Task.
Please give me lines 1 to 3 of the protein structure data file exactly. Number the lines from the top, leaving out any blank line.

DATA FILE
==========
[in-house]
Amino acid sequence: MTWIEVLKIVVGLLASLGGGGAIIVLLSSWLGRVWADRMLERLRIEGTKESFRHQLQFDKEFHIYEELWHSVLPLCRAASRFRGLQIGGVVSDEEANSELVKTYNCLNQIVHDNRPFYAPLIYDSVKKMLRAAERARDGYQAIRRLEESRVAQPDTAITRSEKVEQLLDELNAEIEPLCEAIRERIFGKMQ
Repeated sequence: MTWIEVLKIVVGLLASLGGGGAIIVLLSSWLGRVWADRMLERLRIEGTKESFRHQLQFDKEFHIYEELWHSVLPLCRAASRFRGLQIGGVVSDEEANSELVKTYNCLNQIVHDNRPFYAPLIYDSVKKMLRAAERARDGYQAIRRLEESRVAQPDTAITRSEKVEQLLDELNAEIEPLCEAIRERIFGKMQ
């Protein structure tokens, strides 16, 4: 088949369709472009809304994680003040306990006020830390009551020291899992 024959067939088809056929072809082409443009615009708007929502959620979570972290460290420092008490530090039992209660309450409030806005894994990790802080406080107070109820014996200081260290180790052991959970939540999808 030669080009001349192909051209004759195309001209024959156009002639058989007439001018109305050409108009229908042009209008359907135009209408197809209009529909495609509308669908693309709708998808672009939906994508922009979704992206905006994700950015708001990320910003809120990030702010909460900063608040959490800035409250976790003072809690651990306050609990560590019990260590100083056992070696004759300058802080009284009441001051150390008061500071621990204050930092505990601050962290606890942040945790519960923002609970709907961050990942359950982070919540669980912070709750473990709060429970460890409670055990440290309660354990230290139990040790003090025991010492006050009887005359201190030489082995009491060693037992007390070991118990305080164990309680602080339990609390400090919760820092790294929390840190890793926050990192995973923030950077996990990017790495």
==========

[in-house]
Amino acid sequence: MTWIEVLKIVVGLLASLGGGGAIIVLLSSWLGRVWADRMLERLRIEGTKESFRHQLQFDKEFHIYEELWHSVLPLCRAASRFRGLQIGGVVSDEEANSELVKTYNCLNQIVHDNRPFYAPLIYDSVKKMLRAAERARDGYQAIRRLEESRVAQPDTAITRSEKVEQLLDELNAEIEPLCEAIRERIFGKMQ
Repeated sequence: MTWIEVLKIVVGLLASLGGGGAIIVLLSSWLGRVWADRMLERLRIEGTKESFRHQLQFDKEFHIYEELWHSVLPLCRAASRFRGLQIGGVVSDEEANSELVKTYNCLNQIVHDNRPFYAPLIYDSVKKMLRAAERARDGYQAIRRLEESRVAQPDTAITRSEKVEQLLDELNAEIEPLCEAIRERIFGKMQ